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1.4.5. Time, Timeline, and Time-Shifting

There are many ways to measure musical time. The four most popular time scales for digital audio are:
  • Bars and Beats: Usually used for MIDI work, and called "BBT," meaning "Bars, Beats, and Ticks." A tick is a partial beat.
  • Minutes and Seconds: Usually used for audio work.
  • SMPTE Timecode: Invented for high-precision coordination of audio and video, but can be used with audio alone.
  • Samples: Relating directly to the format of the underlying audio file, a sample is the shortest possible length of time in an audio file. See Section 1.3, “Sample, Sample Rate, Sample Format, and Bit Rate” for more information.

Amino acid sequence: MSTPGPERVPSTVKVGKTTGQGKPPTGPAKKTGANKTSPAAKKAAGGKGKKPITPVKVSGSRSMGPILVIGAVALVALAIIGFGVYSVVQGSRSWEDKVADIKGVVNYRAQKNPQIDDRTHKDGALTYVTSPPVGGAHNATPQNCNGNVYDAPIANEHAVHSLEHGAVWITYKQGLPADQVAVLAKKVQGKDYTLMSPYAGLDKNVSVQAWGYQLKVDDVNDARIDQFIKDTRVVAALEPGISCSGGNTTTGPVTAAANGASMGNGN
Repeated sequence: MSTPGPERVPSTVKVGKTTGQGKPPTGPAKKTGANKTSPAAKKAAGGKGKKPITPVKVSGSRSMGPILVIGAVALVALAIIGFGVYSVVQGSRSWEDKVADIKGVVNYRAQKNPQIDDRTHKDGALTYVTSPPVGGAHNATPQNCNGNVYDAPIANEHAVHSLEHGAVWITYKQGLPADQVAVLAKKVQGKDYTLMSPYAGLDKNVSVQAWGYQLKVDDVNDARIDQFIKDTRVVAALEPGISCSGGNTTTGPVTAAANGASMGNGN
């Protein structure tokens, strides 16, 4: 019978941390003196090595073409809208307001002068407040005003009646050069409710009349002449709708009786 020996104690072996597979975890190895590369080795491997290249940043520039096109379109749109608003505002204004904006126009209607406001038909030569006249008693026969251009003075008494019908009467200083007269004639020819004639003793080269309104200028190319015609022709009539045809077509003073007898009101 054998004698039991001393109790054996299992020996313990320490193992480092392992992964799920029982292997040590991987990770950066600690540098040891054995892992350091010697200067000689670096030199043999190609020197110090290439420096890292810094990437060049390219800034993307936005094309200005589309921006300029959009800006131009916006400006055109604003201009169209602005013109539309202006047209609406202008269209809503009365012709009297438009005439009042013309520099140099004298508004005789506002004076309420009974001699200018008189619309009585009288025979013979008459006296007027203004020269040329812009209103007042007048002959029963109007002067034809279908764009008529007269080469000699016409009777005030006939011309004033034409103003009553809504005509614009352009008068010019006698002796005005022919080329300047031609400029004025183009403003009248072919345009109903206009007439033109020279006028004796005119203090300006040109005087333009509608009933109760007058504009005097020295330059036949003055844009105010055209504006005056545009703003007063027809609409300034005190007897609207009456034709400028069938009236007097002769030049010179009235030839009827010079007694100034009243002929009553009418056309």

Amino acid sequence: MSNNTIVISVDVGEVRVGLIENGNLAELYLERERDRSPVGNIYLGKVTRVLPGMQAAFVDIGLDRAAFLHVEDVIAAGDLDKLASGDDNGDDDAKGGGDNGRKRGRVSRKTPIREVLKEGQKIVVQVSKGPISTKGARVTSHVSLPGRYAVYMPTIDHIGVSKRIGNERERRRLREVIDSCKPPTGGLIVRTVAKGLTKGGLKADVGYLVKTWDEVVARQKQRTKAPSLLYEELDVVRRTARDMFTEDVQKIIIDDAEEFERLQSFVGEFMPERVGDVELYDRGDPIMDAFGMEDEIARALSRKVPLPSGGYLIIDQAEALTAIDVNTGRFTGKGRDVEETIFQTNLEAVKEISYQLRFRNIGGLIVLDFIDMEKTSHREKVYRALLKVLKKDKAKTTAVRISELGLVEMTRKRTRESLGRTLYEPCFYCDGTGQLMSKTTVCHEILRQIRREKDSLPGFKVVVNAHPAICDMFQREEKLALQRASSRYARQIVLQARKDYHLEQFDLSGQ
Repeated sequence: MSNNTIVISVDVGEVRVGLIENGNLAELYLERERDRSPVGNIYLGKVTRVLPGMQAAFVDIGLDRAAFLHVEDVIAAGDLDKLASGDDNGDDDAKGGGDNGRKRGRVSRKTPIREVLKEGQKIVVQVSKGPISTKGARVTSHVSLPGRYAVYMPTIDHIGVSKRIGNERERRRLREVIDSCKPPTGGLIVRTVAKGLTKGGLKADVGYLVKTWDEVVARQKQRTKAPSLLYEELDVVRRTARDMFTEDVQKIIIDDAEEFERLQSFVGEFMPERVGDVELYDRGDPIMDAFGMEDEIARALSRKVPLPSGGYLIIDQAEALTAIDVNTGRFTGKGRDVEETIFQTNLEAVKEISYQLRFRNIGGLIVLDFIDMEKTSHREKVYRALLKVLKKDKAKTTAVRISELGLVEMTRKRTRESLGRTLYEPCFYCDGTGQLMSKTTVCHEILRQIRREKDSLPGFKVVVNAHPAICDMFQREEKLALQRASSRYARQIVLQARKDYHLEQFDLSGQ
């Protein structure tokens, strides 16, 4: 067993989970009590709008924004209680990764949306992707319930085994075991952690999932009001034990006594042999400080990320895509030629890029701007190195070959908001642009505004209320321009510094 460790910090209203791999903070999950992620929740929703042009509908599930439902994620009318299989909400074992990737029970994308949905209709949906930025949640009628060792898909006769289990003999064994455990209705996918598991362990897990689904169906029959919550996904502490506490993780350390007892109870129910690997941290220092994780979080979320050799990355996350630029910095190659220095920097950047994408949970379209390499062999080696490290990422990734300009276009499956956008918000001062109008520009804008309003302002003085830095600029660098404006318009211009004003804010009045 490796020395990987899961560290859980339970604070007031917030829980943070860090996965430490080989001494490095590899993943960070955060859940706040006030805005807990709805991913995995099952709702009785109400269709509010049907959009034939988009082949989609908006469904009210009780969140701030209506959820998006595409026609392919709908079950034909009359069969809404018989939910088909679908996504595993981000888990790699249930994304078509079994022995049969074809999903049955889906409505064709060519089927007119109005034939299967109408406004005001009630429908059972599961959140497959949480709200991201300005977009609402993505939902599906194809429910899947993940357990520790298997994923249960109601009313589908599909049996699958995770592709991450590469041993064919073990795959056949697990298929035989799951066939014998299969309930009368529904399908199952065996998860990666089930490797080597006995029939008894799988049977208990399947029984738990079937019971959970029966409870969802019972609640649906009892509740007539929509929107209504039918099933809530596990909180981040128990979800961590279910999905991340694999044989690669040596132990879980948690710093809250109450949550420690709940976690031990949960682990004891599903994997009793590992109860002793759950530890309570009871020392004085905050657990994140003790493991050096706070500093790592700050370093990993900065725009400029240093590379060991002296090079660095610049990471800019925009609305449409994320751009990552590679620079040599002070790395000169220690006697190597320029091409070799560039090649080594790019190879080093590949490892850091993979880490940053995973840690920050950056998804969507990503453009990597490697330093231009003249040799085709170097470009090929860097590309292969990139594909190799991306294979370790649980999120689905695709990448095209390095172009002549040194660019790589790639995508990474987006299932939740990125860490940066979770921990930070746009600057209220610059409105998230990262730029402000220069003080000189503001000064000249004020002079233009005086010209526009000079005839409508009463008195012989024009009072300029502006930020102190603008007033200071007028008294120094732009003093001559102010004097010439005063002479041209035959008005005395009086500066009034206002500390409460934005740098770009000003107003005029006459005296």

Most audio software, particularly digital audio workstations (DAWs), allow the user to choose which scale they prefer. DAWs use a timeline to display the progression of time in a session, allowing you to do time-shifting; that is, adjust the time in the timeline when a region starts to be played.
Time is represented horizontally, where the leftmost point is the beginning of the session (zero, regardless of the unit of measurement), and the rightmost point is some distance after the end of the session.